Accessing personal health records is seen as one of the most important tools for transforming a health information system (11). This study found that physicians reported a very positive impact of the introduction of an EHR into PHCs. However, the impact of using the EHR in patient care at chronic disease clinics within PHCs is still probably not achieving its full potential. The current EHR does not allow patients full access to their health information. Current research on patient portals has shown that they can significantly improve patients’ adherence to screening recommendations and their ability to self-manage their NCDs by increasing their involvement in their health and focusing conversations on setting goals; overall this has improved patient-centred care delivery and the quality of care (11-14). Other researchers have found that when patients with NCDs can access and view a patient portal, their satisfaction with care improves, allowing for better management of their conditions as well as increasing their empowerment and engagement in their own medical decisions (15-17).
To maximise the impact of care on NCDs patients, the EHR should promote a more patient-centric healthcare system, involve them in decision-making processes about their care and encourage them to modify unhealthy behaviours by monitoring indicators, introducing vital data and setting health goals. This allows patients to effectively participate in their own healthcare and increases the effectiveness of communication among physicians.
This research indicates that physicians saw a need for more effective programs to promote healthy nutrition and physical activity as well as better access to nutritionists. There is a great opportunity for multisectoral collaboration between nutritionists and dietitians in the private sector and MOH facilities. One option, which could be facilitated through the EHR, would be a nutrition referral scheme to facilitate formal referral of MOH PHC patients to an accredited dietitian. The interviewees acknowledged providing nutrition counselling forms part of their role as healthcare providers (18); however, they are not always able to provide detailed nutrition advice that results in meaningful changes for their patients (19); thus, collaboration between medical professionals and nutritionists is essential (20). Studies have reported on the effectiveness and cost benefits of dietitians’ intervention in NCDs patients, including lowering risk factors associated with NCDs, blood pressure, glucose levels, lipid levels and weight; this is particularly effective when the dietitians are part of a multidisciplinary healthcare team (21-24).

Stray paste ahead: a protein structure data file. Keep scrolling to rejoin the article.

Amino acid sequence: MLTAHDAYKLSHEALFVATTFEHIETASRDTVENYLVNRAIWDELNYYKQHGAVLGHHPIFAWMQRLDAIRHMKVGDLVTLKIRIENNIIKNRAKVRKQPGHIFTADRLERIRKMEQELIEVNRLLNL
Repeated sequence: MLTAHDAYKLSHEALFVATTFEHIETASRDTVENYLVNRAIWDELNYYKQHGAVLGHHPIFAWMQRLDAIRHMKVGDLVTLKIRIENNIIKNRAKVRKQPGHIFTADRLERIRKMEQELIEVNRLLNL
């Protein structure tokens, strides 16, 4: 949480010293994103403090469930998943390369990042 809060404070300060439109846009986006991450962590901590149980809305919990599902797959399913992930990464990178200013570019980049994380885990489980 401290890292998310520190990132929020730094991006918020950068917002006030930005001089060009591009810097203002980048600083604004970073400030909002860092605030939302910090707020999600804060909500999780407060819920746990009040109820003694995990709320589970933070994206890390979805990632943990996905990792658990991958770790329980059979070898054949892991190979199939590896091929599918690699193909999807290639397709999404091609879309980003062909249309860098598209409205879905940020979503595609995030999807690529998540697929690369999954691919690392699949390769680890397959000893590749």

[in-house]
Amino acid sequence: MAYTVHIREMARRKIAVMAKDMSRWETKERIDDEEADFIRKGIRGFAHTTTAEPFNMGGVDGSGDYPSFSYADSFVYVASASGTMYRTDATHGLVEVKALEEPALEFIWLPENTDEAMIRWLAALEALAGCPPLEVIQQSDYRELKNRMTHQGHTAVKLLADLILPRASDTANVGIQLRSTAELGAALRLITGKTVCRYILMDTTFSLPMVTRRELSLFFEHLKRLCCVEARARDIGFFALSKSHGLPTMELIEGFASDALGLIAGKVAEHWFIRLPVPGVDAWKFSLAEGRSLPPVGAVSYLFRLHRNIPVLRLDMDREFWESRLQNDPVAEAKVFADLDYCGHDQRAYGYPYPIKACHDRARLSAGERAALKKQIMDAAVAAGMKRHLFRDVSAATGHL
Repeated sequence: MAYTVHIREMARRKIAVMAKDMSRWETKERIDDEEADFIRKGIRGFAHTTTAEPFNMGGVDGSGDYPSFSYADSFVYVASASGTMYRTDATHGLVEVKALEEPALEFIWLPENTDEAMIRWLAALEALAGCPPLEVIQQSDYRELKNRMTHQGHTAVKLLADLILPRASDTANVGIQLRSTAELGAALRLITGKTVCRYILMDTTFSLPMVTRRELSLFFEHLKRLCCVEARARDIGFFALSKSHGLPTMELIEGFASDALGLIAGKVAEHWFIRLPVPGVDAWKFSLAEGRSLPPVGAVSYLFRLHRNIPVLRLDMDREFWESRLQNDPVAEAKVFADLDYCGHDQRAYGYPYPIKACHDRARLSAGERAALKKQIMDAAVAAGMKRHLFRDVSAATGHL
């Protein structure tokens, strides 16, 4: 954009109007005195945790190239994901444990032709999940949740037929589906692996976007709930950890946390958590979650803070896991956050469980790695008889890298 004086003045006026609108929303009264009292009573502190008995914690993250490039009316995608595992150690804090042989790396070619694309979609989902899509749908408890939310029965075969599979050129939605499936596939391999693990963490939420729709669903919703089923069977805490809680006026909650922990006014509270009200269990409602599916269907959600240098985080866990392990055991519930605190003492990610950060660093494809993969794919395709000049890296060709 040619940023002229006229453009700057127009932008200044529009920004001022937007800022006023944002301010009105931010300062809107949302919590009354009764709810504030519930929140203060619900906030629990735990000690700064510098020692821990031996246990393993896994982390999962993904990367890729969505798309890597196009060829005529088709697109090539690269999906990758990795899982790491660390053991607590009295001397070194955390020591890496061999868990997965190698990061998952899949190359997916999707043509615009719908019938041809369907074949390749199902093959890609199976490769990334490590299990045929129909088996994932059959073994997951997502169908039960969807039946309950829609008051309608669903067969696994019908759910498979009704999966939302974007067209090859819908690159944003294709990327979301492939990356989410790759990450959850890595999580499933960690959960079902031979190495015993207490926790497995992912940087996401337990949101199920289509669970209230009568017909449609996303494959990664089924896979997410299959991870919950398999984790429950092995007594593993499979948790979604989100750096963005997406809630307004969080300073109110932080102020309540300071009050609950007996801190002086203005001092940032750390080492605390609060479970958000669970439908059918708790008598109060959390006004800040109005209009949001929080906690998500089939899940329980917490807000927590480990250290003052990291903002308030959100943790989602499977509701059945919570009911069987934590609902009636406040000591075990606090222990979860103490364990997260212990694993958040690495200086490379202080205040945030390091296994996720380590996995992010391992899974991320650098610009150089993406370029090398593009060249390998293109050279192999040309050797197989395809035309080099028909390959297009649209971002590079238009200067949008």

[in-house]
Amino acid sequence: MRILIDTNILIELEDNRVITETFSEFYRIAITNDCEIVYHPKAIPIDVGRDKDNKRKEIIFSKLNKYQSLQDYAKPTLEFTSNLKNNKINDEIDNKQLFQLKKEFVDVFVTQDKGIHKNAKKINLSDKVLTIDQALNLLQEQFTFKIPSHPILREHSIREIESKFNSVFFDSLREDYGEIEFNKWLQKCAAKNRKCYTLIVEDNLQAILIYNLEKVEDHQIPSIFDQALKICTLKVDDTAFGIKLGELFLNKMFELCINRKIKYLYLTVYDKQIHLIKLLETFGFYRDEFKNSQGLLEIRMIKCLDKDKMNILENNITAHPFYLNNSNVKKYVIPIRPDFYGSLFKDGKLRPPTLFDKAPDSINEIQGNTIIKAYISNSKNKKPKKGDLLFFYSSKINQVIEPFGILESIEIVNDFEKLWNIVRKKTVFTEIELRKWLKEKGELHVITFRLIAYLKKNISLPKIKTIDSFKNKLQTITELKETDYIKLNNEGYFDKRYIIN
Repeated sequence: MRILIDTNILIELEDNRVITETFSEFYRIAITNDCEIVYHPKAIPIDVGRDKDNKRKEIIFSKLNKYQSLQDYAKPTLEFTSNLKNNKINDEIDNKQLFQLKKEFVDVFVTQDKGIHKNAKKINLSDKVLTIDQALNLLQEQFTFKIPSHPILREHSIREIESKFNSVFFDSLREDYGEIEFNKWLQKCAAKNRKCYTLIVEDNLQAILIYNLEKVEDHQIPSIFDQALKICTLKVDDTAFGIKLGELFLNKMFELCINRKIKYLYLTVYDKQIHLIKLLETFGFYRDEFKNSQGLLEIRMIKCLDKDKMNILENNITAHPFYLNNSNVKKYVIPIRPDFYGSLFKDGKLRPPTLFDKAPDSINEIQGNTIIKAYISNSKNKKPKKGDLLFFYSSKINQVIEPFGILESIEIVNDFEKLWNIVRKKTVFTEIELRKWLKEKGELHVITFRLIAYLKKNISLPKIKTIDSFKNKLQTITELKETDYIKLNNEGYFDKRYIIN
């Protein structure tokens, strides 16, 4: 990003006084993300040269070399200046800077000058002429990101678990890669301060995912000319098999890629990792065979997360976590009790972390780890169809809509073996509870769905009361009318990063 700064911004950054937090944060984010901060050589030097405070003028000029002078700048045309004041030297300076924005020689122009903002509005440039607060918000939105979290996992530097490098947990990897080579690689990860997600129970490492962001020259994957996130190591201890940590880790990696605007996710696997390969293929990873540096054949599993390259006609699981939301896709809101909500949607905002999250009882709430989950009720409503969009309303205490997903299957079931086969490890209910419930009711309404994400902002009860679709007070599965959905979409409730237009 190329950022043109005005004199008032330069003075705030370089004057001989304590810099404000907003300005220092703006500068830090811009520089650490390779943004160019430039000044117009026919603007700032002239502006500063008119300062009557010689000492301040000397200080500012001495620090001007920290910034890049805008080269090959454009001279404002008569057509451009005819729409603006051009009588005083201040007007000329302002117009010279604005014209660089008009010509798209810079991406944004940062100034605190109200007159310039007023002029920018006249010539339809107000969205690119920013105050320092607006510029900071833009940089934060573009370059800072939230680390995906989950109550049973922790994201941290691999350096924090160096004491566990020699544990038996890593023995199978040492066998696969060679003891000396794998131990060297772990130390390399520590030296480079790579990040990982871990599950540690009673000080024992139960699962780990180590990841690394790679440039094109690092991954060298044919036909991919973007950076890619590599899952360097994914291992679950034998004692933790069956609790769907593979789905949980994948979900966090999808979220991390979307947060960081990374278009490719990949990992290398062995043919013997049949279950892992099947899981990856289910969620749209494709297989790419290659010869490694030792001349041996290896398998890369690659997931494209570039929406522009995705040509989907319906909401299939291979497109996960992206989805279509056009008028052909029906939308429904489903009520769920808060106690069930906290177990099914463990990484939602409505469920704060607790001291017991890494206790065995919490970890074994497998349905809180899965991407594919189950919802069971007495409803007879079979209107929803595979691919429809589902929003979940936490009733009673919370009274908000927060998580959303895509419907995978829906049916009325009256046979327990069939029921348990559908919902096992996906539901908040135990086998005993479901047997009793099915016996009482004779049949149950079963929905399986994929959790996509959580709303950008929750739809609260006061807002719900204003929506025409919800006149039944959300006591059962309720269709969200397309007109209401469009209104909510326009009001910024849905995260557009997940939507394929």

The key enablers of increased physical activity among patients with NCDs in PHCs are social support, multi-disciplinary approaches and motivational interviewing (25). Cost-effective interventions such as counselling based on self-reported activities can positively impact the health outcomes of NCDs patients, increasing levels of physical activity and reducing the risk of NCDs. Frank (26) found that physical activity interventions and counselling had a positive effect in the short- to medium-term on patients with NCDs. As these patients tend to regularly attend primary healthcare centres, screening programs for physical activity during consultations should be adopted. The EHR could help patients make positive health behaviour changes by tracking the delivery of preventive care that recommended across primary healthcare centres (27, 28) and montioring patient responses. This study stresses the need for interventions that encourage promoting the frequency of physical activity, for example, collaborating with gyms to create referral programs.